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Professor receives achievement award

In mid-November, Dean Kilpatrick, Ph.D., received the Lifetime Achievement Award from the International Society of Traumatic Stress Studies.

With an impressive body of work supporting his 30-plus-year career, Kilpatrick, director of the MUSC National Crime Victims Center and Distinguished University Professor of Psychiatry and Behavioral Sciences, some would think that this achievement marks a slow-down, or might signal a decrease in work productivity since so much has already been accomplished. Instead, the award has only reaffirmed to Kilpatrick how much he has left to do.
“It is wonderful to receive validation from your peers, the people that you respect,” he said. “And it highlights the fact that we’ve been doing work here that is valued by others. I wish we didn’t have to do this work, but as long as there is war, crime, disasters and terrorism, there is much we need to learn to help treat those who must overcome these events.”
Kilpatrick’s work spans a variety of topics, most notably post traumatic stress disorder (PTSD) in veterans and rape victims and the appropriate psychological treatments. Currently, he and his colleagues are looking at patients’ genotypes who were all involved in a natural disaster event, and whether any predispositions to PTSD based on that data is present. Specifically, they are trying to discover if molecular genetics modify responses to stressful experiences and thus increase the likelihood of PTSD in some people. His division also developed a popular trauma-focused online continuing education program for mental health providers throughout the world that has been accessed by more than 30,000 participants to date.
“This award is a wonderful and well-deserved personal honor for Dean, who also brings great distinction to the NCVC, Department of Psychiatry & Behavioral Sciences and MUSC,” said Thomas W. Uhde, M.D., Department of Psychiatry & Behavioral Sciences chair and Institute of Psychiatry director. “Given the current ‘troubles’ in the world and the impact of trauma on our military warriors, there is no collection of work more important than his research in advancing the recognition and treatment of acute stress and post-traumatic stress disorders.”
Kilpatrick has been heavily involved in the crime victims’ rights movement, having served as a founding member of South Carolina’s first rape crisis center in 1974 and the South Carolina Victim Assistance Network in 1984. He was appointed by Gov. Richard Riley in 1984 to the Crime Victims Advisory Board and reappointed by Gov. Carroll Campbell to a second term in 1991. Kilpatrick and his colleagues have received several grants from the National Institute of Mental Health, National Institute of Justice, and the National Institute of Drug Abuse supporting their research on the scope of violent crime and its psychological impact on victims. His work has been published in scientific and professional journals, and he has made presentations to numerous state, national, and international groups, and he credits much of his success to MUSC. “I’m truly thankful to MUSC for making it all possible,” he said. “When I got started this was all so far from the mainstream. The great thing about the Medical University is that it has always had and continues to have visionary leaders who make it possible for young faculty to pursue ideas. I’m truly grateful for all that MUSC has provided me and my colleagues.”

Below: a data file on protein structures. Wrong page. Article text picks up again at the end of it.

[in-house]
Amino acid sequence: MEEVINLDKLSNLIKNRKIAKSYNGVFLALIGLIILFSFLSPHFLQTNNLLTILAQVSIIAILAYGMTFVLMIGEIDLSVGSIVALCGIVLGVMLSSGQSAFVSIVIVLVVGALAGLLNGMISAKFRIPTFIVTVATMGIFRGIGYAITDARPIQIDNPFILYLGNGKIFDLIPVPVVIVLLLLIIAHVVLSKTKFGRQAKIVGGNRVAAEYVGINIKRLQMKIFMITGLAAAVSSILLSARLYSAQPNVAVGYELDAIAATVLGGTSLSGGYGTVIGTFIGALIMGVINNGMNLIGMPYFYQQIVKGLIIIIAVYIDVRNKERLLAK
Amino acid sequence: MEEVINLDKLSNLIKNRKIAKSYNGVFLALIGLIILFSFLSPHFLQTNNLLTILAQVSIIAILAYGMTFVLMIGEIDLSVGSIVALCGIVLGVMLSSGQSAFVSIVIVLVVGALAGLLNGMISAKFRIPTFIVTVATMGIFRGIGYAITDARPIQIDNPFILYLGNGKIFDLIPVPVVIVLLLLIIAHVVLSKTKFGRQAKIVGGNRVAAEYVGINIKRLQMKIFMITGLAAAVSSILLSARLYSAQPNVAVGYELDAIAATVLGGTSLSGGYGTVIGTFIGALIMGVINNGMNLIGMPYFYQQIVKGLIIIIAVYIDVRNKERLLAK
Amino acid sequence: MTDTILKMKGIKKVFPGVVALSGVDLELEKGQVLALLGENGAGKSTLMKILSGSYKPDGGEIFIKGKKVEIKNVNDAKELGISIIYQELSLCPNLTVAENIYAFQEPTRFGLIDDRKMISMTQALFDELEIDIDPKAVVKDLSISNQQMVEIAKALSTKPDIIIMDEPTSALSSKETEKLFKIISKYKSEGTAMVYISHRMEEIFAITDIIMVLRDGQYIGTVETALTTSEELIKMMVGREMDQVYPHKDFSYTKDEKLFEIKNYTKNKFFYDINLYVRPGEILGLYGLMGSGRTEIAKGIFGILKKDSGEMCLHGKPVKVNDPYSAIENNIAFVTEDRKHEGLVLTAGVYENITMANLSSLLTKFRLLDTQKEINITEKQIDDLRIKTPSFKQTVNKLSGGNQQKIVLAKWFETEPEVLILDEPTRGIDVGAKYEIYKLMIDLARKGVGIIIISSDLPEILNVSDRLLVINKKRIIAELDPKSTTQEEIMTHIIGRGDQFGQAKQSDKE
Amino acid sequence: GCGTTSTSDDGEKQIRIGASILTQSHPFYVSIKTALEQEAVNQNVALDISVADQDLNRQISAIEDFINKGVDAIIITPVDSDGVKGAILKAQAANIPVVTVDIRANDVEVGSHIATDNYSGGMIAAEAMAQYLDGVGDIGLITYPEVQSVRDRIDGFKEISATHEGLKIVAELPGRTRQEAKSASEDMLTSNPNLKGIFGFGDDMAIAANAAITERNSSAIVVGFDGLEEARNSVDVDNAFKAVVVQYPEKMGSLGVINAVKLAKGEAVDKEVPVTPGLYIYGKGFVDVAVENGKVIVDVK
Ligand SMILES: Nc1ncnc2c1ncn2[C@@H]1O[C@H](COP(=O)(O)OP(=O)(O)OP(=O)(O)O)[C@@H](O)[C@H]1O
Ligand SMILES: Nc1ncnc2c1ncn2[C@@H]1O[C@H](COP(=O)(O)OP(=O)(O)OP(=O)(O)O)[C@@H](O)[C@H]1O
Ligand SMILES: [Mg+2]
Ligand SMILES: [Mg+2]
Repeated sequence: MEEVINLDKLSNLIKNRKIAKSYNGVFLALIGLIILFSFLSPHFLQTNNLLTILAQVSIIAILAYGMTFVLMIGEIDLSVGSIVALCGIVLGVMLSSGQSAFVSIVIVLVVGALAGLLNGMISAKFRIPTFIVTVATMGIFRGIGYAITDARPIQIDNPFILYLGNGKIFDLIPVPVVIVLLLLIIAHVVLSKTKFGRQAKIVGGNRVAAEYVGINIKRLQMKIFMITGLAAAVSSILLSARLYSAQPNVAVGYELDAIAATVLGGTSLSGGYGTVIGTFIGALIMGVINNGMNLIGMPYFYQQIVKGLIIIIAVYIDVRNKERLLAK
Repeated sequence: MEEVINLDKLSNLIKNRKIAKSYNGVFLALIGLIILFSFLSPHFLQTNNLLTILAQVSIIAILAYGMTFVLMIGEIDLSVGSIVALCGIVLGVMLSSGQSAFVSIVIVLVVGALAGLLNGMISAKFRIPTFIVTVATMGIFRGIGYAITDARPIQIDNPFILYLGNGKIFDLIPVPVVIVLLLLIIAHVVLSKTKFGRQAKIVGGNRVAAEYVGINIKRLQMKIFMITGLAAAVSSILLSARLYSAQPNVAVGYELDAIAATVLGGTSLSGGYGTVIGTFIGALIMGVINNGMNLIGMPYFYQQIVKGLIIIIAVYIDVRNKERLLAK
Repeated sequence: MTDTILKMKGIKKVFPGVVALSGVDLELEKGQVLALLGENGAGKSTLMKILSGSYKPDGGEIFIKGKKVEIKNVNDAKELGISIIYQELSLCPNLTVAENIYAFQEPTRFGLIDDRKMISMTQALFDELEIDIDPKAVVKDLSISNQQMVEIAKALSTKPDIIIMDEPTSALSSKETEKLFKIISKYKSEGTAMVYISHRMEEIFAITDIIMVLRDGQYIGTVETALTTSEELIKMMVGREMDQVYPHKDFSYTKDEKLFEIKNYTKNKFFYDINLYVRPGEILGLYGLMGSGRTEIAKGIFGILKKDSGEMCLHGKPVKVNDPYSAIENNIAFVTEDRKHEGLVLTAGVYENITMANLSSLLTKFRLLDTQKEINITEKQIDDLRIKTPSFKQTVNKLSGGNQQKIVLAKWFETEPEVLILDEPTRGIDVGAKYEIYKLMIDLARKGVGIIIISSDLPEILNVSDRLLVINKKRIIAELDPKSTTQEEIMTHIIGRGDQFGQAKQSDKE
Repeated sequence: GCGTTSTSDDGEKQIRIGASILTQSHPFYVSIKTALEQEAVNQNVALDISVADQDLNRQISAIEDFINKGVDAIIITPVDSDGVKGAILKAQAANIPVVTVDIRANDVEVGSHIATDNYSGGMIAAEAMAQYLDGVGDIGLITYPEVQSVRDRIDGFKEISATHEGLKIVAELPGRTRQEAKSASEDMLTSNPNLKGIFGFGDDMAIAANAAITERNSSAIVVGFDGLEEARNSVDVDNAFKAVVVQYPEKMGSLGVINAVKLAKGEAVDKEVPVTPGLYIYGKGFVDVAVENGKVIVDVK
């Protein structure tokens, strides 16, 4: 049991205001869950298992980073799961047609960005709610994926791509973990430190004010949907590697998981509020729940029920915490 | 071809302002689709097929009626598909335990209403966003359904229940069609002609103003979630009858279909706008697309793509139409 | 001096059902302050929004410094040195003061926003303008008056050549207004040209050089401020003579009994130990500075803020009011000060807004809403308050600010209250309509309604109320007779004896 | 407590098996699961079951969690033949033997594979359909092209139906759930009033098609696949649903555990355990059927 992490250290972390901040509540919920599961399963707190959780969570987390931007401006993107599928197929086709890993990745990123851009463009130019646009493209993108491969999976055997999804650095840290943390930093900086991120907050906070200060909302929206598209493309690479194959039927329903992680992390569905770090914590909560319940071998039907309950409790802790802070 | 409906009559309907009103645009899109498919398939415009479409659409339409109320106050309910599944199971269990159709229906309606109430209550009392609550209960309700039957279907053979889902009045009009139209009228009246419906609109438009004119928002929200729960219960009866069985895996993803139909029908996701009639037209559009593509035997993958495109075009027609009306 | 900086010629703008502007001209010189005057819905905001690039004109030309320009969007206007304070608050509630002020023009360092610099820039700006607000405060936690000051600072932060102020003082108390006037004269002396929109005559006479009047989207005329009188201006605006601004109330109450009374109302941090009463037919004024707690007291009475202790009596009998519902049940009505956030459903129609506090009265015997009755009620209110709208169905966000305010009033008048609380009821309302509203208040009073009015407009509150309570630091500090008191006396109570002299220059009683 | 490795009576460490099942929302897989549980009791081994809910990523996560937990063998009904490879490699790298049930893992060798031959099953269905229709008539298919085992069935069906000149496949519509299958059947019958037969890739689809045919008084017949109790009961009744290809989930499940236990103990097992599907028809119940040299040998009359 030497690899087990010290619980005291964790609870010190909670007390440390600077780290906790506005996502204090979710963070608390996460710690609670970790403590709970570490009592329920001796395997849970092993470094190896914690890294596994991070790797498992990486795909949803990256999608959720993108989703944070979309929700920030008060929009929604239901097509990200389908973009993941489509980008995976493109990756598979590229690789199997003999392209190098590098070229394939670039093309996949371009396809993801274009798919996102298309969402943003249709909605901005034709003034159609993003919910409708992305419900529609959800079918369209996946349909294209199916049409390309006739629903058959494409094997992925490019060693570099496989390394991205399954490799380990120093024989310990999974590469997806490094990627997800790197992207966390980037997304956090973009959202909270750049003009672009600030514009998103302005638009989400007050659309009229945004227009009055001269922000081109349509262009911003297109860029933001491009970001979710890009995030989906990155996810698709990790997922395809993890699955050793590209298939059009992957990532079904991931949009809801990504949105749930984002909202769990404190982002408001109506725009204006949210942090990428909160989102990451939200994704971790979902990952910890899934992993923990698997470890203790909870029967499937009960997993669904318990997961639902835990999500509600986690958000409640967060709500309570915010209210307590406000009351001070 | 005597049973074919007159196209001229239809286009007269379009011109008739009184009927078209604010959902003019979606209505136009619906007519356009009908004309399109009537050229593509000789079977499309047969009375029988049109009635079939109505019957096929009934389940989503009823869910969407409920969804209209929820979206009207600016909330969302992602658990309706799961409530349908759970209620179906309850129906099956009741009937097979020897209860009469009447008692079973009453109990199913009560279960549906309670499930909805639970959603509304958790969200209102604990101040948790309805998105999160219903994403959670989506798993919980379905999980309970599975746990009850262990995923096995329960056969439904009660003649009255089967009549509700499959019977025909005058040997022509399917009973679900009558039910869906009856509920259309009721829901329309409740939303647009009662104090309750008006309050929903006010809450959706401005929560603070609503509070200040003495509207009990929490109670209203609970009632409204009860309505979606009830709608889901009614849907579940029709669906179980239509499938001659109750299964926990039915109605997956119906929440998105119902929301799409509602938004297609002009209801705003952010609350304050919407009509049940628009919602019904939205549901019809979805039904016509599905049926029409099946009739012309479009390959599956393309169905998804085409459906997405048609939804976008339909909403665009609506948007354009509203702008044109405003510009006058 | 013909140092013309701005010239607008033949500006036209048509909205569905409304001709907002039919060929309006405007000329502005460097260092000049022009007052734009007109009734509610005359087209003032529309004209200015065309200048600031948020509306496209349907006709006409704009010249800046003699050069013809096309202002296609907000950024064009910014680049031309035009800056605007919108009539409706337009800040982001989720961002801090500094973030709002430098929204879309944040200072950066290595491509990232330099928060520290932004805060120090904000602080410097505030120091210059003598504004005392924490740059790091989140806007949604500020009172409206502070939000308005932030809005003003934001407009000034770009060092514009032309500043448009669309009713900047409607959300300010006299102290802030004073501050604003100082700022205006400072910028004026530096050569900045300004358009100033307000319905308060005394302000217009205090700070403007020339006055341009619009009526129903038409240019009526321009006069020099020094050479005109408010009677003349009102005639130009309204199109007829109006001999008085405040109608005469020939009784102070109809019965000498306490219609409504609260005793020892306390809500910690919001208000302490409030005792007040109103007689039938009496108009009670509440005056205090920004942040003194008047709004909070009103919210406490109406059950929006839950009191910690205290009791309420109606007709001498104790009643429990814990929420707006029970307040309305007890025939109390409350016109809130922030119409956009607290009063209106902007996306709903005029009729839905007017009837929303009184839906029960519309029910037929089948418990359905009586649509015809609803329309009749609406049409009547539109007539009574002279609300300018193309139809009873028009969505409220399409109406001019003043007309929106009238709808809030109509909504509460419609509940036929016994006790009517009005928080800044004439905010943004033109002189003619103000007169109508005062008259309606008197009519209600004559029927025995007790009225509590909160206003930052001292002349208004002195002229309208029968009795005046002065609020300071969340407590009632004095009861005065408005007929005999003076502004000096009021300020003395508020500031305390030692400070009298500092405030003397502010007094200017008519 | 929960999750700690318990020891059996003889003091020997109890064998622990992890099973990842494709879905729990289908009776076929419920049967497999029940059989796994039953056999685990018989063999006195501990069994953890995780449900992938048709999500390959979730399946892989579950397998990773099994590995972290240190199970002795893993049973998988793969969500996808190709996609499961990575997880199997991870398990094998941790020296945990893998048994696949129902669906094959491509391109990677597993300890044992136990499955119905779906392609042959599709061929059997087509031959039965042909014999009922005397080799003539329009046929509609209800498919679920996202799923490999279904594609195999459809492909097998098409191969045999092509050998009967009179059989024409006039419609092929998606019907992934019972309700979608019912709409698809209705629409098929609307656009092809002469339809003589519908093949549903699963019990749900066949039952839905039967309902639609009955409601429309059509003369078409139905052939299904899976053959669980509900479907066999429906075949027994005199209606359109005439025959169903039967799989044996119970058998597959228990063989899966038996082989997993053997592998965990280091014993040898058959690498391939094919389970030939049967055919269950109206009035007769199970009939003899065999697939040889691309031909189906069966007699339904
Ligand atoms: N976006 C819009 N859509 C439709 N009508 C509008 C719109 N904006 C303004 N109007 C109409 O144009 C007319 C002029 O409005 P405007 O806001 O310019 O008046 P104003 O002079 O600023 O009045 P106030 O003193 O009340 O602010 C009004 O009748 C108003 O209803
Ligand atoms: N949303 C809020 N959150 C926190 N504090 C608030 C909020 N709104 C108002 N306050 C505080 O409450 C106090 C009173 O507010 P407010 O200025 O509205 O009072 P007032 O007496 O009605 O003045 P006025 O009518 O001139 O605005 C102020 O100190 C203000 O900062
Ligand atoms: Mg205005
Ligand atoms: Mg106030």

In 1985 Kilpatrick was given the National Organization of Victim Assistance Stephen Schafer Award for Outstanding Contributions to Victims Research. In 1990, President George Bush presented Kilpatrick with the U.S. Justice Department Award for Outstanding Contributions on Behalf of Victims of Crime. He has testified about crime victim and veteran issues at hearings held by the South Carolina General Assembly, the United States House of Representatives, and the United States Senate.
“This award is affirmation of what many of us at MUSC already know… that Dean’s unit has made significant contributions to academia, and to our society,” said Vice President for Academic Affairs and Provost John Raymond, M.D. “This is a richly deserved recognition of his leadership and vision, and of the hard work of his faculty, staff and other colleagues.”

Friday, Dec. 19, 2008

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